Artwork - King Lear Disinheriting Cordelia

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  • Title: King Lear Disinheriting Cordelia
  • Artist: John Rogers Herbert
  • Date: 1850--
  • Medium: Fresco painting
  • Categories: British history
  • Catalogue number: WOA 2884
  • Description:

    Illustrating a scene from Shakespeare\'s \'King Lear\', Act I, Scene I: King Lear Disinheriting Cordelia.

    In this scene from the opening of William Shakespeare\'s play King Lear, the ageing King of Britain has summoned his three daughters Goneril, Regan and Cordelia, and their prospective husbands, to divide his kingdom between them as dowries for each. He asks each daughter in turn to say who loves him most. Cordelia refuses to reflect the exaggerated terms in which her two elder sisters have expressed their devotion, rejecting \'that glib and oily art, To speak and purpose not.\' In disappointed rage, Lear disinherits her and divides the portion intended for her between the other two sisters. The Dukes of Albany and Cornwall kneel to receive a crown from the King. Behind Cordelia stands the Earl of Kent, whose objections to Lear\'s actions will shortly lead to his banishment.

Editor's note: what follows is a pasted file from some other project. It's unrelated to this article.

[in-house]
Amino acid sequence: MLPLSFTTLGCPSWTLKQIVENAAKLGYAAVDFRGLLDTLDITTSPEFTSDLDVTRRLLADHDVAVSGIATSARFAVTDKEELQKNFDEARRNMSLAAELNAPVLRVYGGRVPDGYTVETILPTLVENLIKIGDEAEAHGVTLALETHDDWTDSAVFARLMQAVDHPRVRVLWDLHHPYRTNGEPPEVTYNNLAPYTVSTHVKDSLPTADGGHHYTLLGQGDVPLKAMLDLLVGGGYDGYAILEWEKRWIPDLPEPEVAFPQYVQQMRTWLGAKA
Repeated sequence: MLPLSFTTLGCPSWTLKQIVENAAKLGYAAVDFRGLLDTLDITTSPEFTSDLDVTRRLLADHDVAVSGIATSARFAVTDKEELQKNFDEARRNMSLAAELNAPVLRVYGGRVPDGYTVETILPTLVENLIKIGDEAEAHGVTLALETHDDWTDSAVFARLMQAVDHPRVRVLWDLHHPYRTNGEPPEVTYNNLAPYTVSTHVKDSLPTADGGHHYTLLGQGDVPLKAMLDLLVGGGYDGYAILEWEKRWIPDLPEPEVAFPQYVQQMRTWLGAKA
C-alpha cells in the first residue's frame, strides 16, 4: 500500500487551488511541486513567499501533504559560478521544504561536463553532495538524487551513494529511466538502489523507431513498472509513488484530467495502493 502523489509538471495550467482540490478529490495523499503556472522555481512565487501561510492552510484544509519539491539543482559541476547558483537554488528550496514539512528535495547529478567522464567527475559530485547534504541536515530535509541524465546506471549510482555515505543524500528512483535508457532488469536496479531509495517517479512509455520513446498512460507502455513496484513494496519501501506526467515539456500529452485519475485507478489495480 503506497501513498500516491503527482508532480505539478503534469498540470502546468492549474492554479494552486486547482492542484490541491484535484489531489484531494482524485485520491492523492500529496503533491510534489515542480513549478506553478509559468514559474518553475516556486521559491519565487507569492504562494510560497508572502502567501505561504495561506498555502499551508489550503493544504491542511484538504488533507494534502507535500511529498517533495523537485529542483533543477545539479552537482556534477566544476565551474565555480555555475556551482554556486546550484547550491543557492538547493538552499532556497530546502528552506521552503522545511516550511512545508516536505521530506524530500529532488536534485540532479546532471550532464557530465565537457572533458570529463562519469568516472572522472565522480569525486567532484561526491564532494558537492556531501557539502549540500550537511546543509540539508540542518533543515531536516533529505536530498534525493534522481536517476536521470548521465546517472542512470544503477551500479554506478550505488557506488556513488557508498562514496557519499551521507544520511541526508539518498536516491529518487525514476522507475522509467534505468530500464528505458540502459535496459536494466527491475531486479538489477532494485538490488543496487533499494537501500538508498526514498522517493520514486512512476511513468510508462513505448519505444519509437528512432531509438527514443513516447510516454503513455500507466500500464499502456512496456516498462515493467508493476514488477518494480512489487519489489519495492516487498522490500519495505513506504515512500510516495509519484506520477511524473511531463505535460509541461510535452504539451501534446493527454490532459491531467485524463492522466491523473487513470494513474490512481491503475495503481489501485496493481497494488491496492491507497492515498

Originally named the Poets Hall the Upper Waiting Hall was a hotbed of activity between 1848 and 1854 as six artists competed with each other to paint scenes from some of Britain\'s greatest literature. The Hall was a space in which artists without previous experience in the technique could develop and learn the medium of fresco whilst observed by the Fine Arts Commission. The artists were selected having displayed work in the Westminster Hall exhibitions. As a result of a number of technical problems, the paintings were subject to damage and decay to such an extent that in 1894 they were hidden from view behind wooden panelling. Conservation has since taken place saving the paintings and allowing them to once again be viewed and appreciated.

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